Horse Sand Fort, built to protect the mainland side of the Solent, is one of the most unusual filming locations in the world. Set in easy reach of Portsmouth and the Isle of Wight, Horse Sand Fort is a fantastic location for historical documentaries, period filming and an authentic location for when a genuine piece of naval heritage is needed.
The Fort is a quirky and unique gun emplacement, built to protect our fleet when Britannia ruled the waves, which is currently in the process of being transformed into a living museum, allowing guests to enjoy the beauty of this ancient monument, largely untouched and in its original state. Providing a dramatic and vivid insight into the UK’s remarkable history, visitors will be able to see the original gun carriages, shell stores, armour plated walls, chambers and living quarters.
Horse Sand Fort boasts an incredible opportunity to film in a listed historical monument. Let us know your brief and we will be sure to make your vision become a reality.
When Louis Napoleon, the nephew of Bonaparte, seized power in 1848 and declared himself Emperor Napoleon III there was widespread fear in Britain of a resumption of hostilities with France and a possible invasion. In 1860, after much debate and deliberation, the government of Lord Palmerston proposed the construction of a ring of forts in the Solent to protect Britain’s premier naval dockyard.
The building of Horse Sand Fort commenced in 1865 and was completed in June 1880. Horse Sand Fort and the near identical No Man’s Fort, are 200 ft in diameter and fully armor plated.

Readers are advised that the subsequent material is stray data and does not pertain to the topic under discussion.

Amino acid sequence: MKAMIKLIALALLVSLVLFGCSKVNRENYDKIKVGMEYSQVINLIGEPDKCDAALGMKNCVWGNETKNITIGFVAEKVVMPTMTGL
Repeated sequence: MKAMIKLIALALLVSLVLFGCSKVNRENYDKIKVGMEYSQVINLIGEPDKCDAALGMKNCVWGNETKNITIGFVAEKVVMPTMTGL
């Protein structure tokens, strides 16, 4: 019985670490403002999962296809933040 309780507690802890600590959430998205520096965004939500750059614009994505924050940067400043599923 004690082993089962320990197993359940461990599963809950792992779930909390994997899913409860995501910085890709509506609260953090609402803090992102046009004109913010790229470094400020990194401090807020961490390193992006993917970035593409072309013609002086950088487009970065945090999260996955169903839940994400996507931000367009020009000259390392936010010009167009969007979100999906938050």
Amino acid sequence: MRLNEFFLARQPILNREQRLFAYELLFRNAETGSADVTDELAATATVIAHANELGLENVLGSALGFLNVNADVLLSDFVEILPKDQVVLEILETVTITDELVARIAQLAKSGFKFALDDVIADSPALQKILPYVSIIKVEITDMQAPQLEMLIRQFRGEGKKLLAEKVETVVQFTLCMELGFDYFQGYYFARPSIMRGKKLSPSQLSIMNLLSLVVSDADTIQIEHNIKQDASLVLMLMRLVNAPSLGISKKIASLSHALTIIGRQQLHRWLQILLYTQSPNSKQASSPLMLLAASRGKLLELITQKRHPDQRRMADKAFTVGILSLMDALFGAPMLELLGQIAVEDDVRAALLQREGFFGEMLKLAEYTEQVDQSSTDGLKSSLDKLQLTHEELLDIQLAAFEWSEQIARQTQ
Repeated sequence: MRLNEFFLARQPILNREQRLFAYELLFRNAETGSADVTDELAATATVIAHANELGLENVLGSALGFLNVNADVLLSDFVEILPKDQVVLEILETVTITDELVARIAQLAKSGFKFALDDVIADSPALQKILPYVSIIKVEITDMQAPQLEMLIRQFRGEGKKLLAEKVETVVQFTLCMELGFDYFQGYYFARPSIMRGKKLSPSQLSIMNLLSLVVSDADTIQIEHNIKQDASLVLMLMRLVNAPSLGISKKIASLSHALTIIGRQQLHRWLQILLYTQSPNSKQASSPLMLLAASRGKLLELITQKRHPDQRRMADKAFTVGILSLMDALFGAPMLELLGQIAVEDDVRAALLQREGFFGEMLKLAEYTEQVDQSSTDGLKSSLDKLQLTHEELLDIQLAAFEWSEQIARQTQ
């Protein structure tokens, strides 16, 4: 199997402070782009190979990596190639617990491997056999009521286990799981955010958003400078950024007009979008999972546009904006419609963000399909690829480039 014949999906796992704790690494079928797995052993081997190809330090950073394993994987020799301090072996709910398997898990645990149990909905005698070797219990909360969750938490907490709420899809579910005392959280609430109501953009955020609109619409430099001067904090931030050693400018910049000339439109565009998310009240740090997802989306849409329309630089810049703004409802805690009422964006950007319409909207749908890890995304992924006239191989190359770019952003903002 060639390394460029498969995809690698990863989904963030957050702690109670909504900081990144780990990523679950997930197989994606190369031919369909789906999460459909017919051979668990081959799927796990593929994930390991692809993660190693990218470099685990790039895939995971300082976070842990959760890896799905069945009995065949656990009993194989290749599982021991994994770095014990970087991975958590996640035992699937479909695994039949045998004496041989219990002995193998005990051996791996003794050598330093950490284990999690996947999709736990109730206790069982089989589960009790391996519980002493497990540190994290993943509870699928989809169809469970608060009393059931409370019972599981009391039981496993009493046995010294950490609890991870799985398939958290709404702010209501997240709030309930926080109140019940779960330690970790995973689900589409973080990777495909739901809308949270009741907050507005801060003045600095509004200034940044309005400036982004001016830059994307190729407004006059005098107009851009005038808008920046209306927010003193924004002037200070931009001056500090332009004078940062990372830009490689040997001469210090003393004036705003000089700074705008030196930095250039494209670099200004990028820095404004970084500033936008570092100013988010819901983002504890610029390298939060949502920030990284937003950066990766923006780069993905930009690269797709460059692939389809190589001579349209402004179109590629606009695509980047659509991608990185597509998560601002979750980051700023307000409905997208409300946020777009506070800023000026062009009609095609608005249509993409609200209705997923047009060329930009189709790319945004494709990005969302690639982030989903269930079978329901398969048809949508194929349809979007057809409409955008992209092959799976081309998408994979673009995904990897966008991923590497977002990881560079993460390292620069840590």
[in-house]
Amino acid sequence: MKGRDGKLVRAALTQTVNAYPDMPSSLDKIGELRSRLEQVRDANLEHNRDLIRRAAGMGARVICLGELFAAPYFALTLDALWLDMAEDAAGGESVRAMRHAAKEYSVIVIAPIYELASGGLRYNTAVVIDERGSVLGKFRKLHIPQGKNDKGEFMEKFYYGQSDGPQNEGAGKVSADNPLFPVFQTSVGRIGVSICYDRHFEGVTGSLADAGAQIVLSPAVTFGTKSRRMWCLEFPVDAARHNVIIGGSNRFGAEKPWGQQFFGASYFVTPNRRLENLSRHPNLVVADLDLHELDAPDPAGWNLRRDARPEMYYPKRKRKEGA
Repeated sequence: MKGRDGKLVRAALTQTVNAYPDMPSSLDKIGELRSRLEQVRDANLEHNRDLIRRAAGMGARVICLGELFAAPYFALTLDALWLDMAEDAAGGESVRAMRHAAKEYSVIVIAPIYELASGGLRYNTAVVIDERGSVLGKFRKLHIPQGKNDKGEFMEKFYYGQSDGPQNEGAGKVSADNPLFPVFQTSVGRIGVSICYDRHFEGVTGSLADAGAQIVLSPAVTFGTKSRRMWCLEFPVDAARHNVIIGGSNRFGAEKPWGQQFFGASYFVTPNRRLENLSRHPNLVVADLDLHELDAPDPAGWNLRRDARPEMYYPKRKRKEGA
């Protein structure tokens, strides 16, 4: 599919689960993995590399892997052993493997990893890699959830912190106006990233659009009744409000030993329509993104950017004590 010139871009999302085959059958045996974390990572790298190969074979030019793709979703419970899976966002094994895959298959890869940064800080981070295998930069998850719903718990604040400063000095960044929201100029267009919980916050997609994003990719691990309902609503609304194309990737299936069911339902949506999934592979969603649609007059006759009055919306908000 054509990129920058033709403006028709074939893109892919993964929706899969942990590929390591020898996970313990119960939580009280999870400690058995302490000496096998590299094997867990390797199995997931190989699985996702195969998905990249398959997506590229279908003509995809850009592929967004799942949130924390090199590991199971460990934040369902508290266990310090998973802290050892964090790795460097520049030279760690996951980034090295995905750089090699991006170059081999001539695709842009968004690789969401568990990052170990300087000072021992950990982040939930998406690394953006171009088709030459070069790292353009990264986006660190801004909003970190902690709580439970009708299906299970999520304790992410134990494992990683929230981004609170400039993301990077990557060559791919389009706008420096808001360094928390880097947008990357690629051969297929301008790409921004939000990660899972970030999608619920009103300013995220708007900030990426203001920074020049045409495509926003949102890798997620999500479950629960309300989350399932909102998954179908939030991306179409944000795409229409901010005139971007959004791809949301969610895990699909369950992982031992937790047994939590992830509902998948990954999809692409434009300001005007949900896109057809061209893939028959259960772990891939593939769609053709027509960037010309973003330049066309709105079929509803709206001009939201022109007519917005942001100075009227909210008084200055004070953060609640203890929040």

Each of the Solent Forts represents an amazing feat of engineering. The stones, beautifully cut and weighing several tonnes a piece, had to be positioned on the seabed by divers who worked without the benefit of today’s technology. Each includes an artesian well to provide the garrison with fresh water – these are over 400ft deep!
The cost was extortionate: excluding armaments Horse Sand Fort cost £424,694 (£31m in today’s money) and No Man’s Land Fort £462,500 (£34m in today’s money). By the time they were completed the invasion threat had receded and the Forts were dubbed “Palmerston’s Follies”. They were heavily armed, none the less, with the guns being regularly upgraded as technology advanced.
Between the wars, all Forts in the Solent were left largely neglected until 1940 when the fall of France meant an invasion by German forces became a real threat. All the forts suffered considerable damage as a result of German bombing. They were not able to support heavy anti-aircraft guns for general air defense but were brought to war-readiness for the seizure of French warships anchored off Portsmouth in 1940, after the fall of France. This was the only time that their armament was trained on the targets for which they had been originally built. The seizure was completed with little opposition and actual firing from the guns on the Forts was not necessary.
Horse Sands Fort was only totally decommissioned and handed over to the Portsmouth Naval Base Heritage in 1993, having laid completely derelict since 1957. It was put on sale in 2002 and was bought by a property development company who had planned to turn it into luxury apartments. The centro of the fort would have been designed as a ‘street’ where residents would have been able to meet each other. This did not materialize and Horse Sand Fort was added to the AmaZing Venues portfolio in 2012.
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